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The Ingredient Behind a Grain-Free, Nut-Free Flour that Packs a Nutritional Punch

Have you heard of cassava yet? If youve hopped on the paleo train you likely have, as it falls into the grain-free paleo-party category. Cassava, a fibrous woody shrub native to South America, goes by a few names, including yuca and manioc. If youre thinking, cassava smassava, Ive never eaten that and dont plan to, Im guessing you have and didnt know it. If youve eaten any gluten-free bread or crackers, or indulged in the aughts trend of bubble tea, you probably have. So lets dig in on why this is a root worth knowing.

What Is It:

The part of the cassava that we consume is the tuberous root. Some varieties are more bitter tasting than others, and all require specific processing to reduce the inherent toxicity in the plant. Yes, poorly processed cassava roots contain a substance that, when eaten, can trigger the production of cyanidebut stay with me. Because of its ability to grow in poor soil, cassava is a staple food around the world for 800 million people. There are various ways to prepare and consume it, including boiling the sweeter varieties like you would a potato, and drying it out to make a crunchy condiment. In Canada, most of us enjoy cassava in flour form, usually in grain-free and paleo friendly baked goods.If youve ever eaten gluten-free baked goods, you may have noted tapioca on the ingredient list. Its a concentrate of the starch from cassava, and is often used in place of gluten to help gluten-free baking hold together. Remember that bubble tea I mentioned? The little balls are made from tapioca.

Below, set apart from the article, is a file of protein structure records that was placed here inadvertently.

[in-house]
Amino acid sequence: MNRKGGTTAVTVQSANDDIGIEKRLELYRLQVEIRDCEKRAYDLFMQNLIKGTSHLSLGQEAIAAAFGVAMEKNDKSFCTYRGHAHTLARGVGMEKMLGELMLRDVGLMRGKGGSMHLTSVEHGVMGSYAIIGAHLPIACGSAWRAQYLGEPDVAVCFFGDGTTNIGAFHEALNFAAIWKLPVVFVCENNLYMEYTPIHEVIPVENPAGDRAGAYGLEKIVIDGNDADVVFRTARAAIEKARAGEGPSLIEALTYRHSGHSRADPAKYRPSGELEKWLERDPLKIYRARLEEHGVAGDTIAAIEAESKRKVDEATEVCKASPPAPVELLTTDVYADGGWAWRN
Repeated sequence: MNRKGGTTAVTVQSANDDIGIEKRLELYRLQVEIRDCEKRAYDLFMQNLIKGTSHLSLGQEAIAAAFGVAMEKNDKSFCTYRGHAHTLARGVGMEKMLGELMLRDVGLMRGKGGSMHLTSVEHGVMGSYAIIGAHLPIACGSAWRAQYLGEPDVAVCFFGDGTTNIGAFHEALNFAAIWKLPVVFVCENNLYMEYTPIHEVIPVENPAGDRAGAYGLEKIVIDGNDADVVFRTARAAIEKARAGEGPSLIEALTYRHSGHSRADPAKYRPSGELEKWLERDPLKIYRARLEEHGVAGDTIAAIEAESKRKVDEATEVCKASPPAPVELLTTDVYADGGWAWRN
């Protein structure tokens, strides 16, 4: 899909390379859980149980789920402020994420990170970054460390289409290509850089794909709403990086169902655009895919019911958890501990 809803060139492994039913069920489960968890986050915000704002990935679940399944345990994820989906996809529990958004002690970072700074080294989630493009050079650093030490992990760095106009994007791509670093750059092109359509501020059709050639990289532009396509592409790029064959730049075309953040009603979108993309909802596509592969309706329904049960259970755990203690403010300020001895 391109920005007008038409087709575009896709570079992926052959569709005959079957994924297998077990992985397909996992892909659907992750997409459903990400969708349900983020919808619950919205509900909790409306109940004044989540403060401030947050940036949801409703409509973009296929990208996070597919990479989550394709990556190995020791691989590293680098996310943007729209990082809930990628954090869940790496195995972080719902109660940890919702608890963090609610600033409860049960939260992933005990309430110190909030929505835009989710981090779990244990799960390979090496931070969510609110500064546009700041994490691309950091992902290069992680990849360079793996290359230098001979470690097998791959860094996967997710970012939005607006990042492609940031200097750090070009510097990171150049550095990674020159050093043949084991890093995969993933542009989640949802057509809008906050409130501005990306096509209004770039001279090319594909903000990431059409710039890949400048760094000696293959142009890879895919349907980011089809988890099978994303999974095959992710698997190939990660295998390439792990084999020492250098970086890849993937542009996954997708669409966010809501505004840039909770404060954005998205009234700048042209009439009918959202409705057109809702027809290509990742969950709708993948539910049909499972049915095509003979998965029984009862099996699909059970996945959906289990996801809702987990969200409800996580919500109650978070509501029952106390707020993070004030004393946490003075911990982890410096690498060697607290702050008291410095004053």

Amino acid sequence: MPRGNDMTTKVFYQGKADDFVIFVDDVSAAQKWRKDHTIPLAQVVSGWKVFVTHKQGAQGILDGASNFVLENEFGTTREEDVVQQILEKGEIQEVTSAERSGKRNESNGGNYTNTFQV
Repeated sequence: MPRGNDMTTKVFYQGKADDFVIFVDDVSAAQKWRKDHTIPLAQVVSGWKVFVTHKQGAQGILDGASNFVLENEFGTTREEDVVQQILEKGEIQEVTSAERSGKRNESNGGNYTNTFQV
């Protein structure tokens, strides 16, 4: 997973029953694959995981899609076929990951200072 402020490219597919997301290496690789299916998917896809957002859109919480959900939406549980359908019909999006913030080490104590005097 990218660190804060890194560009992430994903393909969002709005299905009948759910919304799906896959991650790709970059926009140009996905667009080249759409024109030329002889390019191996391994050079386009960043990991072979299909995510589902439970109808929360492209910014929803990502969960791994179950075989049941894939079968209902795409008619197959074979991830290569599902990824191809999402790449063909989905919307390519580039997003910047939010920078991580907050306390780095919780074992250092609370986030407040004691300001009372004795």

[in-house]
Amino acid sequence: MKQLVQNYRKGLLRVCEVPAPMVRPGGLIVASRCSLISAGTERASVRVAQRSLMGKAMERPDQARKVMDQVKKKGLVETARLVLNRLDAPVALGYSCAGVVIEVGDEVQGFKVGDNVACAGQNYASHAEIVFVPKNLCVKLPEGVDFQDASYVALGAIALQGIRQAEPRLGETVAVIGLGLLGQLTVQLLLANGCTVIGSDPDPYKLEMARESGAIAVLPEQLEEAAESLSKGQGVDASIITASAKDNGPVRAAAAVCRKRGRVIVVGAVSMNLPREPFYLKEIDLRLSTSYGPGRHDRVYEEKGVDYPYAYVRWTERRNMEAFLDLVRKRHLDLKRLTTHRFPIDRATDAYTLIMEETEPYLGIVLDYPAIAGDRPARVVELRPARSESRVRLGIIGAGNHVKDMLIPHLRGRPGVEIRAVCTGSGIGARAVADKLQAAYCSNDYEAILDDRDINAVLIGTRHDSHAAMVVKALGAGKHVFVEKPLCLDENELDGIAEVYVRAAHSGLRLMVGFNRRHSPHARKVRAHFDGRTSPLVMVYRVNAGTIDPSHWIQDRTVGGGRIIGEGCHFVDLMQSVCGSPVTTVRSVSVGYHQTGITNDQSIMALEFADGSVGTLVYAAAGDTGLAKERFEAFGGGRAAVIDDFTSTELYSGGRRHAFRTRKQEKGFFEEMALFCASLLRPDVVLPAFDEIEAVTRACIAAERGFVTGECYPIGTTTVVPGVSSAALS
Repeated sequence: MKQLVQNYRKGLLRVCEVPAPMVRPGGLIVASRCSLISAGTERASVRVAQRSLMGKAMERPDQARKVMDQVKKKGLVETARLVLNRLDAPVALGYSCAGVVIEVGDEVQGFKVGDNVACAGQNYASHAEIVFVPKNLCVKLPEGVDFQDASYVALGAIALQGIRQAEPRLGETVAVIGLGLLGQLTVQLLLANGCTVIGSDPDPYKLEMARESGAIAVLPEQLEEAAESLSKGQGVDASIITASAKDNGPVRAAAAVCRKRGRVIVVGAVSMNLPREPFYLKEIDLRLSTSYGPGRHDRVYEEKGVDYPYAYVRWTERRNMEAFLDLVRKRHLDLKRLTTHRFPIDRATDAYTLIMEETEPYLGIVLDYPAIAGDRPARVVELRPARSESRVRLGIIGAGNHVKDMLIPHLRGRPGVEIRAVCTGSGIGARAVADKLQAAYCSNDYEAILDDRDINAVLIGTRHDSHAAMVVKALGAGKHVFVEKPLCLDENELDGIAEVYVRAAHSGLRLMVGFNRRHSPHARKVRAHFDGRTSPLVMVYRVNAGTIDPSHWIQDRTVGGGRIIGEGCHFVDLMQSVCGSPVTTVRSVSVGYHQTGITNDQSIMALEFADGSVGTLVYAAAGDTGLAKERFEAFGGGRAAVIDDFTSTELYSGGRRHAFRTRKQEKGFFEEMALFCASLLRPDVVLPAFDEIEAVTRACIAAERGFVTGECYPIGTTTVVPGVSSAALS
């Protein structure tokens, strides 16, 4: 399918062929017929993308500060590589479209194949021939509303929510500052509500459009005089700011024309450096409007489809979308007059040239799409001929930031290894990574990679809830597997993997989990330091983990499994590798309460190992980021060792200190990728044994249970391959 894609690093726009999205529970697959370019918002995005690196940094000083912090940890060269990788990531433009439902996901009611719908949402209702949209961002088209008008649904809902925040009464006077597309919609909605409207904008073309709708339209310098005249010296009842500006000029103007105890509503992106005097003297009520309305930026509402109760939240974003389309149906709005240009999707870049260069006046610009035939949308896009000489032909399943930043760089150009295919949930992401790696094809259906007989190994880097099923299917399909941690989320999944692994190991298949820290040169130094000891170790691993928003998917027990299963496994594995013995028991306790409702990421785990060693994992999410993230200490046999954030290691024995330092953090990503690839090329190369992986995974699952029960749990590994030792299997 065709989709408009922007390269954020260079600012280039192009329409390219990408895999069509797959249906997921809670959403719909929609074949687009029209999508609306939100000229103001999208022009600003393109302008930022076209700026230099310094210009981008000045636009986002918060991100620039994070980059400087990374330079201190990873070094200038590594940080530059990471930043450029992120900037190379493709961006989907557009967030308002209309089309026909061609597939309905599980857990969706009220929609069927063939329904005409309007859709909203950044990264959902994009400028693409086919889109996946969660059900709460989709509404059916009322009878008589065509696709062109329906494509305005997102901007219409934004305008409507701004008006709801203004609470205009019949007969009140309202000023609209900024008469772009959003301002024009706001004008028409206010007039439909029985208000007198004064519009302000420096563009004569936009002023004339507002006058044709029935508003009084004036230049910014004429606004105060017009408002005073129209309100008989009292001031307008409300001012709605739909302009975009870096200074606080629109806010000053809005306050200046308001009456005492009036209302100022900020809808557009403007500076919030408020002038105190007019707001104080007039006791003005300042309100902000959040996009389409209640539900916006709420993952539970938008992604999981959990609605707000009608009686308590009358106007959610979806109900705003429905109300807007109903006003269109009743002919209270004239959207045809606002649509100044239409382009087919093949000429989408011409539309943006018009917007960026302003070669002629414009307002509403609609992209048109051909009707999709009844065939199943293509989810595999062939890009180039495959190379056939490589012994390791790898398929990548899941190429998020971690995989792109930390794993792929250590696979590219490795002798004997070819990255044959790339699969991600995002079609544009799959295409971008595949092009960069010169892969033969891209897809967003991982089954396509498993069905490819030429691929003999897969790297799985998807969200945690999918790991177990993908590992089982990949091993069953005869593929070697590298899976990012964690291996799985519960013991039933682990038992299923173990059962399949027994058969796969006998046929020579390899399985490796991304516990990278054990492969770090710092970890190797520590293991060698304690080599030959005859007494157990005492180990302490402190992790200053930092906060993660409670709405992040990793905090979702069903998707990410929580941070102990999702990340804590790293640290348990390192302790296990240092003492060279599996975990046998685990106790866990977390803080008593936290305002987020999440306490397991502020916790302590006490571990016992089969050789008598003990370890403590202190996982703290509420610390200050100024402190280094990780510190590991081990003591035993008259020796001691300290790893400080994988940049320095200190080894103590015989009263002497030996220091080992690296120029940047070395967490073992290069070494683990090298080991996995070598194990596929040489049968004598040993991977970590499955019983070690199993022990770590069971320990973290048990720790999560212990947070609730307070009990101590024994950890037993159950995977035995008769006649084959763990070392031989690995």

Why Its Awesome:

Cassava (and tapioca) is exceptionally easy to bake with, as far as grain-free flours go. Because of its high starch content, it holds together well, a rare feature in a grain-free flour (coconut flour basically requires a dozen eggs to be baked into anything).From a health perspective, Cassava is a source of resistant starch, a form of insoluble fibre that doesnt break down through normal digestion, but passes into the colon where it ferments. This has been shown to improve the intestinal microflora balance, supporting improved digestion and immune health. Where many flour-based treats can further an imbalance in the gut, cassava can help reverse that. Cassava is also rich in potassium and vitamin C.One thing to note: cassava is predominantly starch, so it could impact your blood glucose levels. If youre sensitive to fluctuations, youll want to mind how much you eat at one time.

How To Best Use It:

You can buy cassava flour and tapioca starch widely now, and experiment with using it in your favourite baked foods. Cassava makes deliciously pliable flat breads (think of corn tortillas only using cassava flour), crackers, and Ive even used it in sourdough bread. Tapioca starch is a great option to have on hand to bake gluten-free cakes and cookies. One of my favourite ways to enjoy cassava is in the form of a tapioca crepe or wrap. We enjoy them here in Toronto at farmers markets where @TapiocaToronto sells some of the best tapioca and cassava goodies around.Meghan Telpner is a nutritionist and an author. Get certified as a culinary nutrition expert with Meghan at the Academy of Culinary Nutrition.Next, check out other healthy flours to make with now.

The post The Ingredient Behind a Grain-Free, Nut-Free Flour that Packs a Nutritional Punch appeared first on Best Health Magazine Canada.

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